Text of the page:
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Perhaps company was visited by a very early Christmas ghost -- or more likely is desperate to beat Android

Apple gave its iOS developers some shocking news today -- it was reallowing ports using third-party tools, including ports of Flash apps.  The company writes:

We are continually trying to make the App Store even better. We have listened to our developers and taken much of their feedback to heart. Based on their input, today we are making some important changes to our iOS Developer Program license in sections 3.3.1, 3.3.2 and 3.3.9 to relax some restrictions we put in place earlier this year.
In particular, we are relaxing all restrictions on the development tools used to create iOS apps, as long as the resulting apps do not download any code. This should give developers the flexibility they want, while preserving the security we need.
In addition, for the first time we are publishing the App Store Review Guidelines to help developers understand how we review submitted apps. We hope it will make us more transparent and help our developers create even more successful apps for the App Store.

That announcement seems particularly amazing given that in April Apple CEO Steve Jobs responded to one disgruntled developer's accusations that he was playing Scrooge, commenting, "We’ve been there before, and intermediate layers between the platform and the developer ultimately produces sub-standard apps and hinders the progress of the platform."

This about-face comes after news hit that Google's Android had passed the iPhone in U.S. market share.  Other recent studies have also confirmed that Apple's smartphone market share is in a downward slide while Android is surging upwards.  Apple has denied that this is happening.

We are awaiting comment from Adobe about whether this means that the converter to port Flash apps to Objective C code will now be restored to the Creative Suite.

Even though Apple is once again being generous with the tools developers use, it's unlikely that opens its tightly closed gates to Flash itself.

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You have to laugh....
By Tony Swash on 9/9/2010 2:44:55 PM , Rating: 1
Its nice to be open :)

Verizon's decision to force the use of Bing as the core search engine on the Samsung Fascinate may be part of a larger change that could undermine Android itself, a rumor hinted today. Two sources for Droid Guy, at least one of them previously accurate, claimed that Verizon is making Microsoft's Bing the mandatory engine on all of its Android phones in the future. It contradicts a previous statement from a Verizon representative that customers could change the search engine on phones if they liked.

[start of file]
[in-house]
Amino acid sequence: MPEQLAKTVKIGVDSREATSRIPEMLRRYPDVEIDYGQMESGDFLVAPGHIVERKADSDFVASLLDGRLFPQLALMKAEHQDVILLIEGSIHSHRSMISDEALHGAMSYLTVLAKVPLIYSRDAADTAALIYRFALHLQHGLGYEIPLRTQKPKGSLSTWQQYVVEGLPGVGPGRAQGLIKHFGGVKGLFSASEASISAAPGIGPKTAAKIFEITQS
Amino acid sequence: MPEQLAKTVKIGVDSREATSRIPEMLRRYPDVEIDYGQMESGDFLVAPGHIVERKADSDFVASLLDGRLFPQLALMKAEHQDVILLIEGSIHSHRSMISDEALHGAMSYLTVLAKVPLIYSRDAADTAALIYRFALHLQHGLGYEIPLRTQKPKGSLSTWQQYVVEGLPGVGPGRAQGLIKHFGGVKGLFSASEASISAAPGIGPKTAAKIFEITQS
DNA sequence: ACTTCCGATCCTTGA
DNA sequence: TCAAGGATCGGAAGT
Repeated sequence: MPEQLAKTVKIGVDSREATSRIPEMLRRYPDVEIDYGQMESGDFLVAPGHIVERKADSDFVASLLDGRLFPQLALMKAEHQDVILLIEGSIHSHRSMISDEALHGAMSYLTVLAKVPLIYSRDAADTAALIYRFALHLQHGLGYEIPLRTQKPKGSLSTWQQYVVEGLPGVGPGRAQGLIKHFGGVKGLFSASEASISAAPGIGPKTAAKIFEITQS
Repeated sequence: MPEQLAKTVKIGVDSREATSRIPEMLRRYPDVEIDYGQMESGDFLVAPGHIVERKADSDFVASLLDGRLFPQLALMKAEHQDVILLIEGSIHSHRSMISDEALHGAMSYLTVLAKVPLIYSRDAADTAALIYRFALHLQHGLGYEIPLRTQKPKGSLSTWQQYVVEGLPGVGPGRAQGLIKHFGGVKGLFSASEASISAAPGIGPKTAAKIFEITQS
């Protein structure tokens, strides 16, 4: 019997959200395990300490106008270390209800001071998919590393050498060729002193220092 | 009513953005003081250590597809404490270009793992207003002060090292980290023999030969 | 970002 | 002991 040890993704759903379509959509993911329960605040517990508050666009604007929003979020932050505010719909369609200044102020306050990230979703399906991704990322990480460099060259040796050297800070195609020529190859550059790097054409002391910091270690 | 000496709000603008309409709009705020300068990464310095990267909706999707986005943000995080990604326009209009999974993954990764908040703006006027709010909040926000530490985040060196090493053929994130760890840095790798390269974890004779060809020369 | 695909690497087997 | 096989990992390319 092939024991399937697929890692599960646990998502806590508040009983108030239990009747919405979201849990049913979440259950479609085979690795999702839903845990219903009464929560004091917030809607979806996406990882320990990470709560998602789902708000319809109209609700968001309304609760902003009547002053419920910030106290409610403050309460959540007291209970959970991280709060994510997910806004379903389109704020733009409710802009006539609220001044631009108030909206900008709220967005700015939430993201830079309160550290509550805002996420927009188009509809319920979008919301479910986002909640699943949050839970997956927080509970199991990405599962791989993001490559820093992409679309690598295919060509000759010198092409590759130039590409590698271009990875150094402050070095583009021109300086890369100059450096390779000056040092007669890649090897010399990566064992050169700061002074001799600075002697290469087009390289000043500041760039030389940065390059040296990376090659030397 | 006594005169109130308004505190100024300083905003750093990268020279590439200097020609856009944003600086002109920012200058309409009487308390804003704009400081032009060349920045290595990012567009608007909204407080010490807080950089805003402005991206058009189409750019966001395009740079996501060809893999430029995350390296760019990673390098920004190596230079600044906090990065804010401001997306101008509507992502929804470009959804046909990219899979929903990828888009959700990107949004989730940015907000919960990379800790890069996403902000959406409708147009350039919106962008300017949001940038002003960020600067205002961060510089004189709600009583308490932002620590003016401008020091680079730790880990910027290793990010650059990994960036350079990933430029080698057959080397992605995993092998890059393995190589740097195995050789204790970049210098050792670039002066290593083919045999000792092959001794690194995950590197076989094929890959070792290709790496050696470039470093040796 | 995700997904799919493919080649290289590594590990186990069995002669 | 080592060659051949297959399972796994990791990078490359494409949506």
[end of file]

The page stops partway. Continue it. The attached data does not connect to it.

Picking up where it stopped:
While it's not uncommon for carriers to make deals for default search engines, Verizon's approach also prevents owners from choosing an alternative short of installing unofficial firmware, an investigation found. The Google Search widget has been removed and can't be found in Android Market for another download. More than one APK (Android app installer) for Google also fails where they work properly on Samsung Galaxy S variants for other US carriers, such as the AT&T Captivate or T-Mobile Vibrant.

??Microsoft is known to have a long-term deal with Verizon for search, but until now there hadn't been active steps to prevent using an alternative. The company may be especially vocal about changing the search on Android devices, since a stock Android phone is immediately a help to Google's search ad revenue.??

Regardless of motivations, the restriction if broadly applied would have Verizon reneging on its pledge to support the openness of Android and reflects a wider trend of the OS being artificially restricted by carriers. Most US providers are disabling Android 2.2's tethering support in favor of their own, and AT&T has banned non-Market Android apps under the pretext of security. The moves paradoxically leave Apple's iPhone more open in some areas, as its users can choose Google, Bing or Yahoo for search and don't have first-party apps deliberately hidden or broken.